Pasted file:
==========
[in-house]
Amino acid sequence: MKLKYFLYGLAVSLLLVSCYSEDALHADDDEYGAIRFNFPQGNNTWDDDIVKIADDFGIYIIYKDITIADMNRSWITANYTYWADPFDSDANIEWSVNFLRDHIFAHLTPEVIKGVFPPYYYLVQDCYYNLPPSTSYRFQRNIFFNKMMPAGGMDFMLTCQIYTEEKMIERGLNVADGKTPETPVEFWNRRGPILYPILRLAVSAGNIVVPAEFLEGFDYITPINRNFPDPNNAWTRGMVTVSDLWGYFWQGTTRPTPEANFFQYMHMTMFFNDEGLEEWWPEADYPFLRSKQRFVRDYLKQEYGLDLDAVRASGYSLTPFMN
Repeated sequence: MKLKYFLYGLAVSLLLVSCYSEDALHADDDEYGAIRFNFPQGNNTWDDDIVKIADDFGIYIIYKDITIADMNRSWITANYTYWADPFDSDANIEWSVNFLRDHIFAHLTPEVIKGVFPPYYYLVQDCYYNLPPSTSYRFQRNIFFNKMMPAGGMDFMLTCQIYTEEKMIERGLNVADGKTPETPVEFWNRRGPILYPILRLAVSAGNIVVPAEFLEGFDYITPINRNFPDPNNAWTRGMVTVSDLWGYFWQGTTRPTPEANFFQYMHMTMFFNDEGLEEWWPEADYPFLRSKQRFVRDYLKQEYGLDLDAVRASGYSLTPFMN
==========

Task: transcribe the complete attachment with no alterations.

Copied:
[in-house]
Amino acid sequence: MKLKYFLYGLAVSLLLVSCYSEDALHADDDEYGAIRFNFPQGNNTWDDDIVKIADDFGIYIIYKDITIADMNRSWITANYTYWADPFDSDANIEWSVNFLRDHIFAHLTPEVIKGVFPPYYYLVQDCYYNLPPSTSYRFQRNIFFNKMMPAGGMDFMLTCQIYTEEKMIERGLNVADGKTPETPVEFWNRRGPILYPILRLAVSAGNIVVPAEFLEGFDYITPINRNFPDPNNAWTRGMVTVSDLWGYFWQGTTRPTPEANFFQYMHMTMFFNDEGLEEWWPEADYPFLRSKQRFVRDYLKQEYGLDLDAVRASGYSLTPFMN
Repeated sequence: MKLKYFLYGLAVSLLLVSCYSEDALHADDDEYGAIRFNFPQGNNTWDDDIVKIADDFGIYIIYKDITIADMNRSWITANYTYWADPFDSDANIEWSVNFLRDHIFAHLTPEVIKGVFPPYYYLVQDCYYNLPPSTSYRFQRNIFFNKMMPAGGMDFMLTCQIYTEEKMIERGLNVADGKTPETPVEFWNRRGPILYPILRLAVSAGNIVVPAEFLEGFDYITPINRNFPDPNNAWTRGMVTVSDLWGYFWQGTTRPTPEANFFQYMHMTMFFNDEGLEEWWPEADYPFLRSKQRFVRDYLKQEYGLDLDAVRASGYSLTPFMN